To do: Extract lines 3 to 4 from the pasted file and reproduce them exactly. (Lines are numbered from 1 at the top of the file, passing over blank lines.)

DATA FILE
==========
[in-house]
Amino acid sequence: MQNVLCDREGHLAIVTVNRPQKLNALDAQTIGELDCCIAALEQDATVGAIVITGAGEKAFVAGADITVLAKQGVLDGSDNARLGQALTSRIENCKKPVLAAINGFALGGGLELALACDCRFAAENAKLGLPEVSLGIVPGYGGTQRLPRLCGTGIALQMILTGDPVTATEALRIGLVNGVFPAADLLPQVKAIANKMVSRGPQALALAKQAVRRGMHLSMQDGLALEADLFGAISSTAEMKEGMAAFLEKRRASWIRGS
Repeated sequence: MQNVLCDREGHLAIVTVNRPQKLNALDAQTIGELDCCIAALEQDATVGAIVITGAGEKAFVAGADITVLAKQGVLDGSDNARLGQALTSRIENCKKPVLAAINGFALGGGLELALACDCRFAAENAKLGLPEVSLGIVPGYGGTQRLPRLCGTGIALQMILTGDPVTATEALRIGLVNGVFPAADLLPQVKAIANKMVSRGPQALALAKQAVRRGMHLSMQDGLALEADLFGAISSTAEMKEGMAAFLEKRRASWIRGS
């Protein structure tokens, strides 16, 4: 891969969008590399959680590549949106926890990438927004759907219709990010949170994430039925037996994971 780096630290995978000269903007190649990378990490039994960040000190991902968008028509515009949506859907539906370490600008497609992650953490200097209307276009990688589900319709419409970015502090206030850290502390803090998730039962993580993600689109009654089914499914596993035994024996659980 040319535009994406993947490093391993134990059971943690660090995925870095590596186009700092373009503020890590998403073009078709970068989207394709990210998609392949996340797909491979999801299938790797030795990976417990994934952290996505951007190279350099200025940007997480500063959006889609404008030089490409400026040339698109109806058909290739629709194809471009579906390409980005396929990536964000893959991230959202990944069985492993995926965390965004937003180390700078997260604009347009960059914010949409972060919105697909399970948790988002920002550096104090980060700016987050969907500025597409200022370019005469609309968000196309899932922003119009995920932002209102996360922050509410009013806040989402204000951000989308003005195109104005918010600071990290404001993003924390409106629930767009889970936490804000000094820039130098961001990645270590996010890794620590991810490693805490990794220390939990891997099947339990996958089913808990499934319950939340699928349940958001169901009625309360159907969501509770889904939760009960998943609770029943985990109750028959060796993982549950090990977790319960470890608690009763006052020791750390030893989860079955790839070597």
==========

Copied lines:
Repeated sequence: MQNVLCDREGHLAIVTVNRPQKLNALDAQTIGELDCCIAALEQDATVGAIVITGAGEKAFVAGADITVLAKQGVLDGSDNARLGQALTSRIENCKKPVLAAINGFALGGGLELALACDCRFAAENAKLGLPEVSLGIVPGYGGTQRLPRLCGTGIALQMILTGDPVTATEALRIGLVNGVFPAADLLPQVKAIANKMVSRGPQALALAKQAVRRGMHLSMQDGLALEADLFGAISSTAEMKEGMAAFLEKRRASWIRGS
């Protein structure tokens, strides 16, 4: 891969969008590399959680590549949106926890990438927004759907219709990010949170994430039925037996994971 780096630290995978000269903007190649990378990490039994960040000190991902968008028509515009949506859907539906370490600008497609992650953490200097209307276009990688589900319709419409970015502090206030850290502390803090998730039962993580993600689109009654089914499914596993035994024996659980 040319535009994406993947490093391993134990059971943690660090995925870095590596186009700092373009503020890590998403073009078709970068989207394709990210998609392949996340797909491979999801299938790797030795990976417990994934952290996505951007190279350099200025940007997480500063959006889609404008030089490409400026040339698109109806058909290739629709194809471009579906390409980005396929990536964000893959991230959202990944069985492993995926965390965004937003180390700078997260604009347009960059914010949409972060919105697909399970948790988002920002550096104090980060700016987050969907500025597409200022370019005469609309968000196309899932922003119009995920932002209102996360922050509410009013806040989402204000951000989308003005195109104005918010600071990290404001993003924390409106629930767009889970936490804000000094820039130098961001990645270590996010890794620590991810490693805490990794220390939990891997099947339990996958089913808990499934319950939340699928349940958001169901009625309360159907969501509770889904939760009960998943609770029943985990109750028959060796993982549950090990977790319960470890608690009763006052020791750390030893989860079955790839070597």